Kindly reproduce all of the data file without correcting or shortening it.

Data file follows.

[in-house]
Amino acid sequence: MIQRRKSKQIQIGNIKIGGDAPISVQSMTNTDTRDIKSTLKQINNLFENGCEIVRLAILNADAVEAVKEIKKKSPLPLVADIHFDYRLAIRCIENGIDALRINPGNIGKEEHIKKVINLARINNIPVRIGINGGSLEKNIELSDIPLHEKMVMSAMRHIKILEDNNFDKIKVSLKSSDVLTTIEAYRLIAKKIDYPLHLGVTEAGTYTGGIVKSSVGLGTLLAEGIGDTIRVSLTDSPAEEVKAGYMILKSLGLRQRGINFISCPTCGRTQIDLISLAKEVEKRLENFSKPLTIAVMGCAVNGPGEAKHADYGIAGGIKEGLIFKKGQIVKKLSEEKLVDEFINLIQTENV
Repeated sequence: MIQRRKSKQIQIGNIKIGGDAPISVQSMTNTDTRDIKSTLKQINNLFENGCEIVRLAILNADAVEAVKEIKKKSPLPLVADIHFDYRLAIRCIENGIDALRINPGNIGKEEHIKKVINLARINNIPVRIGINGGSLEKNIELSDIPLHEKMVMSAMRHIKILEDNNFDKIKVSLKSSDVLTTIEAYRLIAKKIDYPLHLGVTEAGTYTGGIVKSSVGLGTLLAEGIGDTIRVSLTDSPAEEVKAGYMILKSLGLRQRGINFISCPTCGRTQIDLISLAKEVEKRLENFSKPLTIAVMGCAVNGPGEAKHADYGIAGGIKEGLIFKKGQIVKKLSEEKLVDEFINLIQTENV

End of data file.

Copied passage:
[in-house]
Amino acid sequence: MIQRRKSKQIQIGNIKIGGDAPISVQSMTNTDTRDIKSTLKQINNLFENGCEIVRLAILNADAVEAVKEIKKKSPLPLVADIHFDYRLAIRCIENGIDALRINPGNIGKEEHIKKVINLARINNIPVRIGINGGSLEKNIELSDIPLHEKMVMSAMRHIKILEDNNFDKIKVSLKSSDVLTTIEAYRLIAKKIDYPLHLGVTEAGTYTGGIVKSSVGLGTLLAEGIGDTIRVSLTDSPAEEVKAGYMILKSLGLRQRGINFISCPTCGRTQIDLISLAKEVEKRLENFSKPLTIAVMGCAVNGPGEAKHADYGIAGGIKEGLIFKKGQIVKKLSEEKLVDEFINLIQTENV
Repeated sequence: MIQRRKSKQIQIGNIKIGGDAPISVQSMTNTDTRDIKSTLKQINNLFENGCEIVRLAILNADAVEAVKEIKKKSPLPLVADIHFDYRLAIRCIENGIDALRINPGNIGKEEHIKKVINLARINNIPVRIGINGGSLEKNIELSDIPLHEKMVMSAMRHIKILEDNNFDKIKVSLKSSDVLTTIEAYRLIAKKIDYPLHLGVTEAGTYTGGIVKSSVGLGTLLAEGIGDTIRVSLTDSPAEEVKAGYMILKSLGLRQRGINFISCPTCGRTQIDLISLAKEVEKRLENFSKPLTIAVMGCAVNGPGEAKHADYGIAGGIKEGLIFKKGQIVKKLSEEKLVDEFINLIQTENV